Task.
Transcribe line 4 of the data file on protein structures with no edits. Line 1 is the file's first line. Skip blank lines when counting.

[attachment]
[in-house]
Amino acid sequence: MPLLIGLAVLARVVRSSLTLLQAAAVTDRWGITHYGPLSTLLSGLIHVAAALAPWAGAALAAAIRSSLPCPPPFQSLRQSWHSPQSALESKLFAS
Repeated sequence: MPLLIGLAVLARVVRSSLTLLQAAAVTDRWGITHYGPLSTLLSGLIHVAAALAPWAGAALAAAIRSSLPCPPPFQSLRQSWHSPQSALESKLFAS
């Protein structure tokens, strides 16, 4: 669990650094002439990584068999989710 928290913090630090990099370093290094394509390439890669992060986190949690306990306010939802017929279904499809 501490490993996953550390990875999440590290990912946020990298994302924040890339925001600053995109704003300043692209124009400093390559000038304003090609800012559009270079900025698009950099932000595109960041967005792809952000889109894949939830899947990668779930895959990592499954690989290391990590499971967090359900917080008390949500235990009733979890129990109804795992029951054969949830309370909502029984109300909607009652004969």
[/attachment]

């Protein structure tokens, strides 16, 4: 669990650094002439990584068999989710 928290913090630090990099370093290094394509390439890669992060986190949690306990306010939802017929279904499809 501490490993996953550390990875999440590290990912946020990298994302924040890339925001600053995109704003300043692209124009400093390559000038304003090609800012559009270079900025698009950099932000595109960041967005792809952000889109894949939830899947990668779930895959990592499954690989290391990590499971967090359900917080008390949500235990009733979890129990109804795992029951054969949830309370909502029984109300909607009652004969």